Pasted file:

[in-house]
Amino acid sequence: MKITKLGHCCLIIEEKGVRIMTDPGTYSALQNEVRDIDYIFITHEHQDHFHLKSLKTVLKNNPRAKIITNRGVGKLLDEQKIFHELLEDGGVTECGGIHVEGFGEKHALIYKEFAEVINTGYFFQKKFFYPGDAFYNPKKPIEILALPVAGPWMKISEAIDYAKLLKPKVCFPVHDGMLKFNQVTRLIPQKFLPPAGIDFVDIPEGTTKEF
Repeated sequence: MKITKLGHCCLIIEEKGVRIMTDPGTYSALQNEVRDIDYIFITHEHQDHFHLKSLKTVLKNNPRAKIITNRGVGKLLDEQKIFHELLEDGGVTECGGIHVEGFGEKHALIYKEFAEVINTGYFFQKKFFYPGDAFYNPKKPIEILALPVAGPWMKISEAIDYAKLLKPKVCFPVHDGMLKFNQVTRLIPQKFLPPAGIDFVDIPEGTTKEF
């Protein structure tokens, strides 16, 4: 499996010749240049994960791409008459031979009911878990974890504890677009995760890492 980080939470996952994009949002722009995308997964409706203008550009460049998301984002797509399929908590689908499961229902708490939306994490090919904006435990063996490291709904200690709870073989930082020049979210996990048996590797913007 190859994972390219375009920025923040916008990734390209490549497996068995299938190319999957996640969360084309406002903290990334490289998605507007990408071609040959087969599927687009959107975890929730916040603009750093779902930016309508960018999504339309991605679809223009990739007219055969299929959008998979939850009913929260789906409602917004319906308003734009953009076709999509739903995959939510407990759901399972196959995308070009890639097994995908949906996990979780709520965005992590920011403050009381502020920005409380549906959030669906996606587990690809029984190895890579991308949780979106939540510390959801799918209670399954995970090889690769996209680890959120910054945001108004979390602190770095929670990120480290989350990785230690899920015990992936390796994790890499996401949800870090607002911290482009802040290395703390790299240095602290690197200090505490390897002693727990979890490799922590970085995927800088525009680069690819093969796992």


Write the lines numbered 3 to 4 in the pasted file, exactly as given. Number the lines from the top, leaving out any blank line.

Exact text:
Repeated sequence: MKITKLGHCCLIIEEKGVRIMTDPGTYSALQNEVRDIDYIFITHEHQDHFHLKSLKTVLKNNPRAKIITNRGVGKLLDEQKIFHELLEDGGVTECGGIHVEGFGEKHALIYKEFAEVINTGYFFQKKFFYPGDAFYNPKKPIEILALPVAGPWMKISEAIDYAKLLKPKVCFPVHDGMLKFNQVTRLIPQKFLPPAGIDFVDIPEGTTKEF
């Protein structure tokens, strides 16, 4: 499996010749240049994960791409008459031979009911878990974890504890677009995760890492 980080939470996952994009949002722009995308997964409706203008550009460049998301984002797509399929908590689908499961229902708490939306994490090919904006435990063996490291709904200690709870073989930082020049979210996990048996590797913007 190859994972390219375009920025923040916008990734390209490549497996068995299938190319999957996640969360084309406002903290990334490289998605507007990408071609040959087969599927687009959107975890929730916040603009750093779902930016309508960018999504339309991605679809223009990739007219055969299929959008998979939850009913929260789906409602917004319906308003734009953009076709999509739903995959939510407990759901399972196959995308070009890639097994995908949906996990979780709520965005992590920011403050009381502020920005409380549906959030669906996606587990690809029984190895890579991308949780979106939540510390959801799918209670399954995970090889690769996209680890959120910054945001108004979390602190770095929670990120480290989350990785230690899920015990992936390796994790890499996401949800870090607002911290482009802040290395703390790299240095602290690197200090505490390897002693727990979890490799922590970085995927800088525009680069690819093969796992």